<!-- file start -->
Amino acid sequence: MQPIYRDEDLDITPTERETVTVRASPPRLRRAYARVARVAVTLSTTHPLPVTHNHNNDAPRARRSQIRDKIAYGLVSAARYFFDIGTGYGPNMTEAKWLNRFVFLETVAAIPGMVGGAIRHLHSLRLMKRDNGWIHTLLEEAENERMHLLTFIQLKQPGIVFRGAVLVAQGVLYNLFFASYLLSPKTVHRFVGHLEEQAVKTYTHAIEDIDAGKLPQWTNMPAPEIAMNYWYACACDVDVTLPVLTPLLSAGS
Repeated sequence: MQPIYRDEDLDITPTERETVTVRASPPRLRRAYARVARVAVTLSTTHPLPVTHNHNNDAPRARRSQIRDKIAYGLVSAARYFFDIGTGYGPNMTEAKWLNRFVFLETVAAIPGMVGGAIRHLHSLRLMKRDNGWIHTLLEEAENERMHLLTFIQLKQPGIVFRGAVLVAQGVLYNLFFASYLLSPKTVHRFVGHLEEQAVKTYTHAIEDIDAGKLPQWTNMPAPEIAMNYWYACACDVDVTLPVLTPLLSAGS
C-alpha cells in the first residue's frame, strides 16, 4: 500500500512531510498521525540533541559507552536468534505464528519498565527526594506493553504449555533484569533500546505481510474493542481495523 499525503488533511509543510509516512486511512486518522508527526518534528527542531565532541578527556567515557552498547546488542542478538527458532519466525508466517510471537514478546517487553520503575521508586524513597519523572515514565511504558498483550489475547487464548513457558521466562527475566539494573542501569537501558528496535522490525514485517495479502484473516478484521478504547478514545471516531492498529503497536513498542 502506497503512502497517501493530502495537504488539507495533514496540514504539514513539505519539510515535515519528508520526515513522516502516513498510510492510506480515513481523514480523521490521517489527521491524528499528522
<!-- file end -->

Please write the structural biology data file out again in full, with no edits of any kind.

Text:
Amino acid sequence: MQPIYRDEDLDITPTERETVTVRASPPRLRRAYARVARVAVTLSTTHPLPVTHNHNNDAPRARRSQIRDKIAYGLVSAARYFFDIGTGYGPNMTEAKWLNRFVFLETVAAIPGMVGGAIRHLHSLRLMKRDNGWIHTLLEEAENERMHLLTFIQLKQPGIVFRGAVLVAQGVLYNLFFASYLLSPKTVHRFVGHLEEQAVKTYTHAIEDIDAGKLPQWTNMPAPEIAMNYWYACACDVDVTLPVLTPLLSAGS
Repeated sequence: MQPIYRDEDLDITPTERETVTVRASPPRLRRAYARVARVAVTLSTTHPLPVTHNHNNDAPRARRSQIRDKIAYGLVSAARYFFDIGTGYGPNMTEAKWLNRFVFLETVAAIPGMVGGAIRHLHSLRLMKRDNGWIHTLLEEAENERMHLLTFIQLKQPGIVFRGAVLVAQGVLYNLFFASYLLSPKTVHRFVGHLEEQAVKTYTHAIEDIDAGKLPQWTNMPAPEIAMNYWYACACDVDVTLPVLTPLLSAGS
C-alpha cells in the first residue's frame, strides 16, 4: 500500500512531510498521525540533541559507552536468534505464528519498565527526594506493553504449555533484569533500546505481510474493542481495523 499525503488533511509543510509516512486511512486518522508527526518534528527542531565532541578527556567515557552498547546488542542478538527458532519466525508466517510471537514478546517487553520503575521508586524513597519523572515514565511504558498483550489475547487464548513457558521466562527475566539494573542501569537501558528496535522490525514485517495479502484473516478484521478504547478514545471516531492498529503497536513498542 502506497503512502497517501493530502495537504488539507495533514496540514504539514513539505519539510515535515519528508520526515513522516502516513498510510492510506480515513481523514480523521490521517489527521491524528499528522